BY CLINT LOVEALL - SPIRIT LAKE FIRST PRESBYTERIAN CHURCH
I like museums. I enjoy history, and browsing the past is interesting to me. However, often the stuff that intrigues me most isn’t the stuff that everyone else wants to see. The fancy, jeweled, expensive relics don’t do much for me to be honest. I like the ordinary stuff. I like seeing the stuff people used to navigate life, the stuff they used to hunt, and fish, and farm, and treat illnesses, etc. Those are the things that interest me the most because they seem the most real.
Sometimes, I think churches can be like museums. For many people, church is the place we go to display the good stuff. We show up and act like everything is fine, as if we have no struggles, doubts, addictions, fears. We say, "God is good, and I have been blessed," which is certainly true, but often used to hide other things that are true as well.
I have never really been interested in that way of being church. I prefer the real stuff. Yeah, it's messy, but at least it is honest. I want church to be the place you can show up when things aren't fine and you aren't feeling blessed. What I want to see on display are real people living real lives of faith and fighting real battles. The polished shiny version that looks good but isn't true doesn’t do much good in my opinion. Give me messy but genuine.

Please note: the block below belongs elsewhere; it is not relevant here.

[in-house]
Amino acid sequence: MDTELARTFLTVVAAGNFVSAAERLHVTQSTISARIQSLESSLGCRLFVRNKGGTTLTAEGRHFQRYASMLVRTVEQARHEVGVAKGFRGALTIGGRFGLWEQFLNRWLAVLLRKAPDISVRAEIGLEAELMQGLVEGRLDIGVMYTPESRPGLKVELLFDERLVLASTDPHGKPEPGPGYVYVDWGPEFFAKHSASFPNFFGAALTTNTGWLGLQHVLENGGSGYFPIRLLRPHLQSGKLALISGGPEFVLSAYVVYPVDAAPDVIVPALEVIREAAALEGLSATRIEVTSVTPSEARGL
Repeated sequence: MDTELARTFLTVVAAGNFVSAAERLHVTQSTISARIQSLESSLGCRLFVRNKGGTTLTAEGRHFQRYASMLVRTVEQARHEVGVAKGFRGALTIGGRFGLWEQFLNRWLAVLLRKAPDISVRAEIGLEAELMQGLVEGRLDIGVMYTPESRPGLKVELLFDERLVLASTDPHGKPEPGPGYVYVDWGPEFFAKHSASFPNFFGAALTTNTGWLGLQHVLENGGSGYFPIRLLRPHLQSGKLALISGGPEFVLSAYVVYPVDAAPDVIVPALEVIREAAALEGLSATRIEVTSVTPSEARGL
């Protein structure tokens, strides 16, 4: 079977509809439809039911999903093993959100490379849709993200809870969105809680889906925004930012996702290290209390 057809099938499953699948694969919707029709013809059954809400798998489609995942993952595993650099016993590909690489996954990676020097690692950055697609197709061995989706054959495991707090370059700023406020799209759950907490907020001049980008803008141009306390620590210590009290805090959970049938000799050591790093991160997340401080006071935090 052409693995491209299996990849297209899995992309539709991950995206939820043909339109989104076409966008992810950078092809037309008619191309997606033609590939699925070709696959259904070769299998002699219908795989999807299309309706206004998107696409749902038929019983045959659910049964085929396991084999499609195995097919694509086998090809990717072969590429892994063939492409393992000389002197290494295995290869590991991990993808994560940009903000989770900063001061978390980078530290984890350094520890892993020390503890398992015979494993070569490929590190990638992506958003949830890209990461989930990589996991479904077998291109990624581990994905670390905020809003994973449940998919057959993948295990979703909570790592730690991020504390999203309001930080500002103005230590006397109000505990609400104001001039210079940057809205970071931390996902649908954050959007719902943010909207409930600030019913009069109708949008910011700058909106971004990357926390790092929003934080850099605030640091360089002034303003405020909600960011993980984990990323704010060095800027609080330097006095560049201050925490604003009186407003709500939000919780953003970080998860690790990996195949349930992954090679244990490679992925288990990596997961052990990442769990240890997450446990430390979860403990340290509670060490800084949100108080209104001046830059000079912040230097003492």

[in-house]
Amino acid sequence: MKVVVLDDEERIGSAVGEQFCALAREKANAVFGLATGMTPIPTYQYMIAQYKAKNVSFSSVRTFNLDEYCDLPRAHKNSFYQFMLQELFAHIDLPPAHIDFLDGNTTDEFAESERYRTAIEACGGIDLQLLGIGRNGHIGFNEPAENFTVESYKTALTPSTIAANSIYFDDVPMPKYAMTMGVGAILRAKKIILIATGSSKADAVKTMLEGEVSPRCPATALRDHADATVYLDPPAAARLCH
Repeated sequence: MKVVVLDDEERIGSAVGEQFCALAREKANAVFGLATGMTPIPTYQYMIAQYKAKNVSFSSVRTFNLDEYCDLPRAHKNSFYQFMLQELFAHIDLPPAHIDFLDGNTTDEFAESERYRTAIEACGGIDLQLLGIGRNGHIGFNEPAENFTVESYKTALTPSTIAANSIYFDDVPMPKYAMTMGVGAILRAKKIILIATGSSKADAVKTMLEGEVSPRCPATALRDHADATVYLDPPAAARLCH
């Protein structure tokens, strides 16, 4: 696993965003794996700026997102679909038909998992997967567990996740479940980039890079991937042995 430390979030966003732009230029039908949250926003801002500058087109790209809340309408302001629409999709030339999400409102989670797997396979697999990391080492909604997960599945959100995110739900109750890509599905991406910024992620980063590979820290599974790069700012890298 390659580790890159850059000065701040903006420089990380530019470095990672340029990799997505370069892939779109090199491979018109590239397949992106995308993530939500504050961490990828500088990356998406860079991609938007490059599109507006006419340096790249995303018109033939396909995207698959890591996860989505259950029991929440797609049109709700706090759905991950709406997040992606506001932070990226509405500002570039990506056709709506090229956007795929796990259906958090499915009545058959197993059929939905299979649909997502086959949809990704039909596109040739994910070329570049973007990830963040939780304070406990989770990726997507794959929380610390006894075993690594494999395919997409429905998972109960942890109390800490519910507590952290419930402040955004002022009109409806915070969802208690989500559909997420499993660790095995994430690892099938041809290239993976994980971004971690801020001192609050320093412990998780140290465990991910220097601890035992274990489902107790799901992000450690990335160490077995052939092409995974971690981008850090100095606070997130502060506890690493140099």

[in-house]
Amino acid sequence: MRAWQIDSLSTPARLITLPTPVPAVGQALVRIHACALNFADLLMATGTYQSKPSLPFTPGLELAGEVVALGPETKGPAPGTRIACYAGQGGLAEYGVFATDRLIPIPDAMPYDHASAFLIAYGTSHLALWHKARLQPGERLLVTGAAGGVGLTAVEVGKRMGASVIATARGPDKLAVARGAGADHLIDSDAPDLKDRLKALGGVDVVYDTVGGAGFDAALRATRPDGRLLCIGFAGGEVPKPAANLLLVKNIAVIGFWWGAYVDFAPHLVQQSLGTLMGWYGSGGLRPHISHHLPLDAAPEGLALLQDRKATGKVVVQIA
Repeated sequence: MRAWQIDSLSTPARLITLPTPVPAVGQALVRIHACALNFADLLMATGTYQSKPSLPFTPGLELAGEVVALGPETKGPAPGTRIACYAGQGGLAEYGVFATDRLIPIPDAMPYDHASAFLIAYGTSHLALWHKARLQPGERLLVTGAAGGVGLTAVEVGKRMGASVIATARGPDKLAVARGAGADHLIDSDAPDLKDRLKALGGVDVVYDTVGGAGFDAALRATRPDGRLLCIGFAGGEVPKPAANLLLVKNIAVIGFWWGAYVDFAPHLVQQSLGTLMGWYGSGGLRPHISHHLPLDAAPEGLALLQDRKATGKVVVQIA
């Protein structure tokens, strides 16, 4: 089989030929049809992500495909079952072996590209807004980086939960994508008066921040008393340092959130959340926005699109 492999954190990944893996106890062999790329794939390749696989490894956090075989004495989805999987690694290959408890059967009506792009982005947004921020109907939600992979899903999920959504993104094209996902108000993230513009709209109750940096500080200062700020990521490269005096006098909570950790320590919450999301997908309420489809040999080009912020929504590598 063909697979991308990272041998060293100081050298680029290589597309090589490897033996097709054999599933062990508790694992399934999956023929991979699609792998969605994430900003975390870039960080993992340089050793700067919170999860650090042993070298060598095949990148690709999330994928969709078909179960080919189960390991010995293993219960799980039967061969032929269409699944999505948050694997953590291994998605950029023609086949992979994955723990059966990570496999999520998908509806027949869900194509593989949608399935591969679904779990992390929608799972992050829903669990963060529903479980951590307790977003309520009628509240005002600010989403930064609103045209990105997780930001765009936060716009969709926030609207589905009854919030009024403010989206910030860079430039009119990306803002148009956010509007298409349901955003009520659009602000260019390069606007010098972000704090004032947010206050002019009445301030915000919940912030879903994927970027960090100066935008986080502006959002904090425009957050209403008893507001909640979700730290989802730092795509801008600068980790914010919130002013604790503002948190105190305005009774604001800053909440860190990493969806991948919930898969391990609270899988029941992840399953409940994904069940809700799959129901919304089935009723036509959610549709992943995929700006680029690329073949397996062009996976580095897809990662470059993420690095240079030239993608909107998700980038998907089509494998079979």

Someone once said the church is a hospital for sinners, not a shrine for saints. Sometimes I think we have forgotten how true that is and let church become a place we all pretend we aren’t deeply broken and needy. It's a tempting narrative, but it isn’t true and it isn't the Gospel. We go to church exactly because we don't have it figured out, and we know that without God's help we are doomed to a life of selfish chaos, no matter how good it looks from behind the glass.
Church has to be the place where the answer to "how are you?" can be a real answer instead of an automatic "fine." Church has to be the place where it is OK not to be OK. Church has to be a place with enough room for brokenness or else it can't really be the church. Go to the museum if you want to see polished and shiny perfection, come to church if you need help navigating life. Among the sins Jesus came to free us from is using his name to pretend we have it all figured out. We all know it isn't true, so why keep doing it?
This weekend, when you go to church, whatever church it is, remind yourself that you are visiting a hospital not a museum, and more importantly that you are one of the patients! At church, you will encounter real people with real pain and real struggles. Be honest about that, and don't try to pretend you aren't one of them too. The more honest we are about who is in church, the better able we are to figure out how to be the church.